“Don’t think of introversion as something that needs to be cured…spend your time the way you like, not the way you think you are supposed to.
-Susan Cain, author ‘Quiet: The Power of Introverts’
In a room filled with loud chatter, clangour and electric music in the background, conveniently seated in an armchair in one corner of the room was a girl. While everyone was enjoying the party, she was lost in her world; calm, quiet. It was gripping, the way she seemed happy to be all by herself and not worried about having people approach her to have a chat.
However, for a long time, she kept to herself and later seemed nervous to strike a conversation. I knew then that she was an introvert. I thought that it would be quite fascinating to know more about her and many others out there.
So, who are introverts? And why don’t they mingle easily?
On this, psychiatrist Carl Jung’s perspective of personality is quite insightful. He writes that, what appears to be random behaviour, is the result of differences in the way people prefer to use their mental capacities. Introverts tend to be contemplative, shy and reserved. The thinking aspects of the introvert brain involve less stimulation from the surroundings to be alert. Introverts tend to have a vital conversation within themselves before deciding on almost everything, this might often be reciprocated as being judgemental but is their way of being significant and decisive about things before taking the plunge.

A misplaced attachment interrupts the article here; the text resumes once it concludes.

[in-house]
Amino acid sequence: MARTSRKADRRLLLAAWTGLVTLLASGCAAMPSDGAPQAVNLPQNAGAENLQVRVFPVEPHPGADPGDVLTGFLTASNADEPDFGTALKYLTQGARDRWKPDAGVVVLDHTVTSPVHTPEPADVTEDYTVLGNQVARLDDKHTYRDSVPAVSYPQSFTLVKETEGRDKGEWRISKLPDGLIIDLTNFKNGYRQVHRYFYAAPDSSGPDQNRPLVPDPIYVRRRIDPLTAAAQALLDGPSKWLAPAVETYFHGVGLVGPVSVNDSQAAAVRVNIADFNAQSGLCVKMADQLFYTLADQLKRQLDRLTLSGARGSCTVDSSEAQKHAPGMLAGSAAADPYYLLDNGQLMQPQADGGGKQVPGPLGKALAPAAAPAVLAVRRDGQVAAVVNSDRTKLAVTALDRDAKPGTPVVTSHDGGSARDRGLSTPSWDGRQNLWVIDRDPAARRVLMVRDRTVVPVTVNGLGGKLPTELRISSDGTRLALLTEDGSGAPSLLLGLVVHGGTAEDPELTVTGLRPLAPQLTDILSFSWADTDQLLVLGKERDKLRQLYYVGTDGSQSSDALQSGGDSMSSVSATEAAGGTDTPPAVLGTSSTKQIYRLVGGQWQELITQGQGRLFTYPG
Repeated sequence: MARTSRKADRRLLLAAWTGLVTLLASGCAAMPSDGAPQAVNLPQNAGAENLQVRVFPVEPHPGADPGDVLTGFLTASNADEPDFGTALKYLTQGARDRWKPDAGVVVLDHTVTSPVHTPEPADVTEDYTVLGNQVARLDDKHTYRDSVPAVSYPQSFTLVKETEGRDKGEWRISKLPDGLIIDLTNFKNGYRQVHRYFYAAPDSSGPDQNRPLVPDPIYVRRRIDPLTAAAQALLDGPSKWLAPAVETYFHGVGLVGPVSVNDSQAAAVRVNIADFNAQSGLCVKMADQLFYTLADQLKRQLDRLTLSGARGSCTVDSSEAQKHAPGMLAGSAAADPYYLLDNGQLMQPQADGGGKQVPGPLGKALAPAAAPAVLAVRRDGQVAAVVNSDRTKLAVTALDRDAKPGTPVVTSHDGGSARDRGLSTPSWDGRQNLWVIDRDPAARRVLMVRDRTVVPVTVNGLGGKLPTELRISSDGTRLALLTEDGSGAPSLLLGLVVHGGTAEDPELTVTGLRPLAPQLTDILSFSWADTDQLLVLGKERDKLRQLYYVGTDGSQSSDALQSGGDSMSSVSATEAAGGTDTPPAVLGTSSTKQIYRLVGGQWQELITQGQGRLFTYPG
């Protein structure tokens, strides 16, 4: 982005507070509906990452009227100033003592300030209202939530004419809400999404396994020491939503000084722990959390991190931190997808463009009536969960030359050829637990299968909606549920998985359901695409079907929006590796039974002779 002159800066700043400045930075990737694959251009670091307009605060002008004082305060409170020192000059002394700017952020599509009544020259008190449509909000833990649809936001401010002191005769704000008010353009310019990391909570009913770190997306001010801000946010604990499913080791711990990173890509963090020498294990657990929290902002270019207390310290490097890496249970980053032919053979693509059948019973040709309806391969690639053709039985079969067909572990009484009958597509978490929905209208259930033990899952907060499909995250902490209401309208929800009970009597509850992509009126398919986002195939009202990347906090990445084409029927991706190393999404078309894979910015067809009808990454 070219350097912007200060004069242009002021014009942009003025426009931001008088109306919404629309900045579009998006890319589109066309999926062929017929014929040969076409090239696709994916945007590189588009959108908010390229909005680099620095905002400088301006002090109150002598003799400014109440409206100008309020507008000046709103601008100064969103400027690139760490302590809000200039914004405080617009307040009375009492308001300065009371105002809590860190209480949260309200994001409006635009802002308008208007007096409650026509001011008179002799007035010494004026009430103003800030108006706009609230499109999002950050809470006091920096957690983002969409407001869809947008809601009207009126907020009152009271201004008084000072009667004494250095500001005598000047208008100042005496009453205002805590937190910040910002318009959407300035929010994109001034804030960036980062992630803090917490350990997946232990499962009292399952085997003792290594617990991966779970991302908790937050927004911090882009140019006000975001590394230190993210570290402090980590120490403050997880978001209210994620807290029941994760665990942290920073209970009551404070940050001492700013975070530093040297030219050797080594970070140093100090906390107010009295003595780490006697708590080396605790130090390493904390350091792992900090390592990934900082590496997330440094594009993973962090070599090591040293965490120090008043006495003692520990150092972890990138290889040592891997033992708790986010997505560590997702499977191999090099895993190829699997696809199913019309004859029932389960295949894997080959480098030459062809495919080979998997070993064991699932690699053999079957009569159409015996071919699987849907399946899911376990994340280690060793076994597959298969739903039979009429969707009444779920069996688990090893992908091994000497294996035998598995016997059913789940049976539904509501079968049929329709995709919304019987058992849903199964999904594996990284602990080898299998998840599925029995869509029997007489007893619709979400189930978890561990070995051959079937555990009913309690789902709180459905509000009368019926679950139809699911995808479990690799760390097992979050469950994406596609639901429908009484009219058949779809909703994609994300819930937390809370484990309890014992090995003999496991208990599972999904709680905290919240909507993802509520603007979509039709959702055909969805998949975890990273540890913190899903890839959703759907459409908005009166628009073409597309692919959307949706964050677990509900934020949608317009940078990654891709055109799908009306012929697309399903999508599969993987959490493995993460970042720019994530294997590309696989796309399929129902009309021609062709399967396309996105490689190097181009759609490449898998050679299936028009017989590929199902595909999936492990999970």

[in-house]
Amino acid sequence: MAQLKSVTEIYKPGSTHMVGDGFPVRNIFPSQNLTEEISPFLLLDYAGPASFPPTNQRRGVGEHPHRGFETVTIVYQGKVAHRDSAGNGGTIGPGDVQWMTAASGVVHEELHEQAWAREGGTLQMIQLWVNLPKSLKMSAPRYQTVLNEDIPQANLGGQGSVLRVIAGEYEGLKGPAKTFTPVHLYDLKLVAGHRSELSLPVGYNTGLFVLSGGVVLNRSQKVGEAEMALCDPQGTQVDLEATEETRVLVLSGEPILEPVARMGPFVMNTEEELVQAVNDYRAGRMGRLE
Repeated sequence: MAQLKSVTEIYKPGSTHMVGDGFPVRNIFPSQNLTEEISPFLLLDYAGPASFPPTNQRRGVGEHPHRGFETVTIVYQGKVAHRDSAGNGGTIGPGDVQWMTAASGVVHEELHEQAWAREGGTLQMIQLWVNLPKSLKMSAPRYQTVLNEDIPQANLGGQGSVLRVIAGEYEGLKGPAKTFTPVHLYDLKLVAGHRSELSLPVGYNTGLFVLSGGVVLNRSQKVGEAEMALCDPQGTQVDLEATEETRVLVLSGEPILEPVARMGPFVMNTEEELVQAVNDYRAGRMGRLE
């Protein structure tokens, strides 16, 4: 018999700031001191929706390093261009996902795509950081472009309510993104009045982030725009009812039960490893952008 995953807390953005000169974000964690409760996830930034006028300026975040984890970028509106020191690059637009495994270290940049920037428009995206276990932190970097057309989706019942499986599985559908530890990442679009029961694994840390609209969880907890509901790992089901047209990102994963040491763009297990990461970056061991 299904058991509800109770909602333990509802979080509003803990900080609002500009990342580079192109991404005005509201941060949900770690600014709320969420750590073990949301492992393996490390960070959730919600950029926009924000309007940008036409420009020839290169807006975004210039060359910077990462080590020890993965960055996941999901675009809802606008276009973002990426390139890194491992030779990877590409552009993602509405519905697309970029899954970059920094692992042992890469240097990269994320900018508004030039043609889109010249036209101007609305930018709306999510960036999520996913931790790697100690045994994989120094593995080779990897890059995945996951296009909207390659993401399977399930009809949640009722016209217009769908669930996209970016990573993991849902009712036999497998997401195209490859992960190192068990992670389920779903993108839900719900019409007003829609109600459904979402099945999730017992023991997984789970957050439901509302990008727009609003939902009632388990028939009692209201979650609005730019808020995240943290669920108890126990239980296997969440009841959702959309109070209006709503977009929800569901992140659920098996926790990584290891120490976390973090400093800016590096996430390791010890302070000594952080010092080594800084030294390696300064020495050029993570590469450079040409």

A study published in The Journal of Neuroscience discovered that introverts have larger grey matter in their prefrontal cortex, this is the part of the brain that’s linked to abstract thought and decision making. This means that introverts allocate more energy to abstract thinking whereas extroverts incline to live in the moment. Because of their secretive nature, introverts are often prone to depression and mental sicknesses.
On one side where introverts are presumed to keep things to themselves, on the other, many famous personalities like Bill Gates, Abraham Lincoln, Rosa Parks and Albert Einstein are introverts. With many other successful people having reached great heights, the fact that introverts won’t be a name to reckon for or won’t become celebrated personalities just because they aren’t expressive enough has surely been proven wrong.
Underestimating introverts is unreasonable on grounds of not being expressive, but trying to understand them and accept them as they are would be more promising for them to bring out the best and be themselves when they are around their closest.
They might be having varied ways of thinking and may not involve much socially but, it’s upon us to realise that they have an identity of their own and an intellect that is perfectly in sync with their perspective.
Inspired from the main protagonist- the introverted Zorie, from ‘Starry Eyes’ by Jenn Bennett